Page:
GAINESVILLE — Floridians are losing confidence in the economy, according to the latest monthly consumer sentiment survey. The University of Florida survey released Tuesday marks the third month in a row of declining sentiment.
"Most of the pessimism in October comes from unfavorable expectations regarding U.S. economic conditions in the short and long run, especially from people with incomes greater than $50,000 and those 60 and older," Hector Sandoval, director of the Economic Analysis Program at UF, said in a release.
October's survey found that Floridians' confidence in their personal financial situations now compared to last year dipped from 87.1 in September to 85.7. Consumers in the Sunshine State are also less confident that now is a good time to purchase a major household appliance — sentiment dropped from 103.7 percent to 102.5 percent.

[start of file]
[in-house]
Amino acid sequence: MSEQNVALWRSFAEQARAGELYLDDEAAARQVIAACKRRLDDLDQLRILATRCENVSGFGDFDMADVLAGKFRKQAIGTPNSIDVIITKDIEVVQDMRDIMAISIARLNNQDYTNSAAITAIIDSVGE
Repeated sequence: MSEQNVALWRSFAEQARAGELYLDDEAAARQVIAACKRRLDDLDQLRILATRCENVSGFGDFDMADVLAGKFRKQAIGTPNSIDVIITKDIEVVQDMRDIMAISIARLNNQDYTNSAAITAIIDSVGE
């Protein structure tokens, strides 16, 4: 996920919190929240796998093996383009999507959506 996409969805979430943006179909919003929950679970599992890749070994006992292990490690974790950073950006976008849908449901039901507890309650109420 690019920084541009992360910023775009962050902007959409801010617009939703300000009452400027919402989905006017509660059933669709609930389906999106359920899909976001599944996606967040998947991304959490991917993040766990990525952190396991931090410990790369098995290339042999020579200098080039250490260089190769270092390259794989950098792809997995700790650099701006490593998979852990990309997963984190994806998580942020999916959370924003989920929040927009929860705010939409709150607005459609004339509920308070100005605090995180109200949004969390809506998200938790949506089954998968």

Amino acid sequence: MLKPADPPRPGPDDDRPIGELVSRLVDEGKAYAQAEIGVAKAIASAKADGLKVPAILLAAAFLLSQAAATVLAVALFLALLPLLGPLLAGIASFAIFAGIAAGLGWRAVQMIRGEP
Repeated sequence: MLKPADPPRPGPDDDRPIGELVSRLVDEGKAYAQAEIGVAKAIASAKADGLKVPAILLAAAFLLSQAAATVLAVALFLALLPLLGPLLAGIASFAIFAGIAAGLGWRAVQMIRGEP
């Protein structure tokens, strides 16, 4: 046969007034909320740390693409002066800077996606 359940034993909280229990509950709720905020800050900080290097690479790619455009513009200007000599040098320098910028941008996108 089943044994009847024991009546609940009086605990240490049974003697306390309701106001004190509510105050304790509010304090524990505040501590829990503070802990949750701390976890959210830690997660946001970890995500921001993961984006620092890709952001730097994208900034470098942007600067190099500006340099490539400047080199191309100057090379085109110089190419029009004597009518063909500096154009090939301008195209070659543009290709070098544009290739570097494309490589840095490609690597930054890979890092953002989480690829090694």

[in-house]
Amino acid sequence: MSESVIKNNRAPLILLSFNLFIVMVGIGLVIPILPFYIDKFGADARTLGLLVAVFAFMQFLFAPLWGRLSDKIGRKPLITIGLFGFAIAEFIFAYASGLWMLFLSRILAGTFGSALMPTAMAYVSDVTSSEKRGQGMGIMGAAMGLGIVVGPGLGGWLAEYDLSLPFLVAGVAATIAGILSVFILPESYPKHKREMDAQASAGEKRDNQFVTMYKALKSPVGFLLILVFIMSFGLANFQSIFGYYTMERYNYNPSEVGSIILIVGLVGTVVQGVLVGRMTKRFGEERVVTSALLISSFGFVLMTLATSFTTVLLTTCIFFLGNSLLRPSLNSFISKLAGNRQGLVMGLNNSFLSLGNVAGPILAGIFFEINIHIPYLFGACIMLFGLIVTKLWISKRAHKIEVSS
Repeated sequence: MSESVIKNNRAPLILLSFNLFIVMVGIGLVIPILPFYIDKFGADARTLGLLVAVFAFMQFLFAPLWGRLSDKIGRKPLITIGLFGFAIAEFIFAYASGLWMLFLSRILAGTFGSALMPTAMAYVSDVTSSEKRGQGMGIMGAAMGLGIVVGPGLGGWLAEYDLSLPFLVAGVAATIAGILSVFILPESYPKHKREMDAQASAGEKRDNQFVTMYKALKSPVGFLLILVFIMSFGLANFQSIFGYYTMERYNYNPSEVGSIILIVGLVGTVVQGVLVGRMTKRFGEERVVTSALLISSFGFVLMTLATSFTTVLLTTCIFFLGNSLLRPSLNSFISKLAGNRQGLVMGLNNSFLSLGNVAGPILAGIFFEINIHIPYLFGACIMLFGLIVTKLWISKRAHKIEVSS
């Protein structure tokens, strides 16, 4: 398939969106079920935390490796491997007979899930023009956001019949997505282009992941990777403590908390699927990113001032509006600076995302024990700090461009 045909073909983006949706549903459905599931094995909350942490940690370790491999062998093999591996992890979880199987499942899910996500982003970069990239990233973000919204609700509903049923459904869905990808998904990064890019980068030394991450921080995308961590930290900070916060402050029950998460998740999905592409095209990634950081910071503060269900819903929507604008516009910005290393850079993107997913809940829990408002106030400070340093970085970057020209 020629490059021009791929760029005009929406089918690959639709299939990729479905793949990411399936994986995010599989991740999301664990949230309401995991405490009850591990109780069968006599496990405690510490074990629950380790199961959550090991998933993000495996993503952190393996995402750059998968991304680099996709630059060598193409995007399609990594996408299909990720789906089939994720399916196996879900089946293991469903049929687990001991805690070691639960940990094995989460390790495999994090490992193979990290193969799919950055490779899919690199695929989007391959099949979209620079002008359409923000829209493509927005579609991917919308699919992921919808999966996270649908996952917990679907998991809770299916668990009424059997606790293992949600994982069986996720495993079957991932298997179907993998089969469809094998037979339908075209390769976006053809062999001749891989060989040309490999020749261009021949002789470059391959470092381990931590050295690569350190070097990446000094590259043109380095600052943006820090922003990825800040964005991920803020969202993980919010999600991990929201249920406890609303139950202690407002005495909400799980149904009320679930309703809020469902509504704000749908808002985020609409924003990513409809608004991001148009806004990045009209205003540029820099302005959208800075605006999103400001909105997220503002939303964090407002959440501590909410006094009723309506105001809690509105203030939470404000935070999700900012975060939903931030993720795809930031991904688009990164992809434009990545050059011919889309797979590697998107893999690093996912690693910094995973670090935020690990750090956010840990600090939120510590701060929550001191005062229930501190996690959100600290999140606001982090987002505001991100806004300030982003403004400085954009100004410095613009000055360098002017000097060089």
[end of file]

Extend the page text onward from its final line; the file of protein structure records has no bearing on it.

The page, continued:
And they felt more disheartened about the national economy, as sentiment tumbled from 94 to 90.8 over the month.
The study's benchmark is consumer sentiment in 1966, which means that was the average level of confidence that year. The highest index possible is 150 and 2 is the lowest.
The only bright spot on this month's report was a sunny view of how Floridians expected their personal finances would look a year from now — Floridians' sentiment jumped up from 100.8 in September to 103.3 in October.
Florida's results are in stark contrast to consumer confidence nationally, which reached the highest index in about 17 years in October, according to a separate report released Tuesday. The study, conducted by analytics company Nielsen, indexed consumer sentiment at 125.9, a bump from 120.6 in September.
It is benchmarked to 1985.
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